With nearly two years of construction wrapped up, Montana State’s sleek new $35 million dorm, Yellowstone Hall, is ready and waiting to welcome 400 incoming students to campus life.

Shiny new accommodations or not, campus housing officials say, the amenity-stocked building is designed to get students out and exploring, forging bonds with each other and getting to know Montana.

“We don’t want you in a room all the time,” said Tom Stump, the university’s auxiliary services director. “We’ve created a lot of collision space.”

The Y-shaped dorm features spacious lounges on each of its four floors, forming hubs for mingling among students living in the rooms spaced along its wings. Each wing is also home to activity lounges featuring the obligatory couches and big-screen TV’s, as well as a collection of study rooms with rolling chairs and walls coated in dry-erase paint.

On the first floor, the building includes ski lockers and a dedicated bike repair room. Outside, the university has erected a new, ADA-accessible climbing boulder and added 100 additional parking spaces.

While the lounges are plenty big, the Yellowstone’s two-student rooms themselves aren’t much larger than the well-worn quarters of the Hedges towers. On the plus side, though, Stump said, the new accommodations do feature taller ceilings intended to give them a spacious feel regardless.

Gone, too, are the days of students cobbling together DIY bed lofts from 2x4s in an effort to free up precious floor space for their various activities. Instead, the hall’s double rooms come outfitted with prefabricated metal frames to raise mattresses up over desks — something Stump described as a sustainability measure aimed at reducing the volume of lumber heading for dumpsters on move-out day.

In a practical sense, the dorm’s restrooms are designed without urinals, making it possible for ResLife staff to swap them between male and female use with a sign change as housing demand fluctuates year-to-year. A few rooms include separate Jack-and-Jill-style bathrooms shared between a pair of dorm rooms, accommodations Stump said are designed for transgender students or others with a particular need for privacy.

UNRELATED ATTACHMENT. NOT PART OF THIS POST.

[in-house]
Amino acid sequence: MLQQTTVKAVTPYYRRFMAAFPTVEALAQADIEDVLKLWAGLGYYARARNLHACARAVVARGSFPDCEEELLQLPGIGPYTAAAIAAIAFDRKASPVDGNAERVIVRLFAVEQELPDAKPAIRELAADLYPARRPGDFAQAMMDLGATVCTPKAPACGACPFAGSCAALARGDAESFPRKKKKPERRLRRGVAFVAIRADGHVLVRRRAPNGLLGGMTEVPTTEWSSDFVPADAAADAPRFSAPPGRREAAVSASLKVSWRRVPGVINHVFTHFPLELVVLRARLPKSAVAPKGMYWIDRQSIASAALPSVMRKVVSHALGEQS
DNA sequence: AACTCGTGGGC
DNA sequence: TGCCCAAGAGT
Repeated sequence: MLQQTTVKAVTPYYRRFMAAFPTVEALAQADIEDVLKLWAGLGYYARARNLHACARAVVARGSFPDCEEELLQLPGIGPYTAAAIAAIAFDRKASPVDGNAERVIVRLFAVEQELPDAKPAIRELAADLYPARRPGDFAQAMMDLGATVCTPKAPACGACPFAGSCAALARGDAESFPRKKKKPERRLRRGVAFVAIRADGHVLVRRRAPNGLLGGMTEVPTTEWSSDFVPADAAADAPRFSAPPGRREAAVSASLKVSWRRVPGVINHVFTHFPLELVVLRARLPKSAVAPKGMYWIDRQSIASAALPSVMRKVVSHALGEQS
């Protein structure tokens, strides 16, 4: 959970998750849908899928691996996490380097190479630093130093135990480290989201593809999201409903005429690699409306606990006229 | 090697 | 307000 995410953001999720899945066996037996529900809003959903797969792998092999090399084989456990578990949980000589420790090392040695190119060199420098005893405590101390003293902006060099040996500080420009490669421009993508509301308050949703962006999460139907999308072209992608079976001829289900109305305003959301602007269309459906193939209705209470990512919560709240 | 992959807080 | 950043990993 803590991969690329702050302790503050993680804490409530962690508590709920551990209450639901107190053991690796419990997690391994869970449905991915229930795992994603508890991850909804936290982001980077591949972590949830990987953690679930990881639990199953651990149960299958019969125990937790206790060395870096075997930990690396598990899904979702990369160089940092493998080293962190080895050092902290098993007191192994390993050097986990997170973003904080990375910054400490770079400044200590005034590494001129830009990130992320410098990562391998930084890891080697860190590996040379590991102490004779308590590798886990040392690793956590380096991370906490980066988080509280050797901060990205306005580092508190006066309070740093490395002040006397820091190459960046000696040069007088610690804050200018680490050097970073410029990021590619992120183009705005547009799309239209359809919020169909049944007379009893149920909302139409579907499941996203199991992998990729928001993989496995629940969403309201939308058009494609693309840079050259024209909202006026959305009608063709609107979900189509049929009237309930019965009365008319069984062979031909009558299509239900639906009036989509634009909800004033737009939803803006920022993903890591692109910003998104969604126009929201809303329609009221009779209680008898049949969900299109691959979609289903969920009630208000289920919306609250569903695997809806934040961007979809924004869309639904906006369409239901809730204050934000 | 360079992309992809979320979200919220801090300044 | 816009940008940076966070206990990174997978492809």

In addition to plenty of varnished pine trim — sourced from regional beetle-kill — the dorm’s decor includes wallpaper wraps featuring stylized topographic maps of forests and mountain ranges across the state.

One wing has a floor named after the Lee Metcalf Wilderness, its wall-sized map colored to represent boreal owl habitat. Another takes its name from the Gates of the Mountain Wilderness near Helena.

Sustainability has been a design priority, too. Facilities staff are aiming for a LEED gold certification for the building, Stump said, and it already has a silver designation wrapped up.

For example, he said, the dorm’s layout is designed to maximize southern exposure, making use of winter sunlight to push down heating costs. Its south side also features a “solar wall,” a dark panel intended to use solar energy to pre-heat hot water by a few degrees, shaving more off the university’s utility bill.

The hall is also designed to accommodate roof-mounted solar panels, Stump said, if or when the technology becomes cost-effective.

The building, designed by SMA architects of Helena and built by general contractor Langlas & Associates, is funded by student housing revenues rather than public funding, the university says.

MSU’s room and board rates now run about $4,500 a semester, or roughly $1,125 a month.

Eric Dietrich can be reached at 406-582-2628 or edietrich@dailychronicle.com. He is on Twitter at @eidietrich.

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Eric Dietrich covers city government and health for the Chronicle.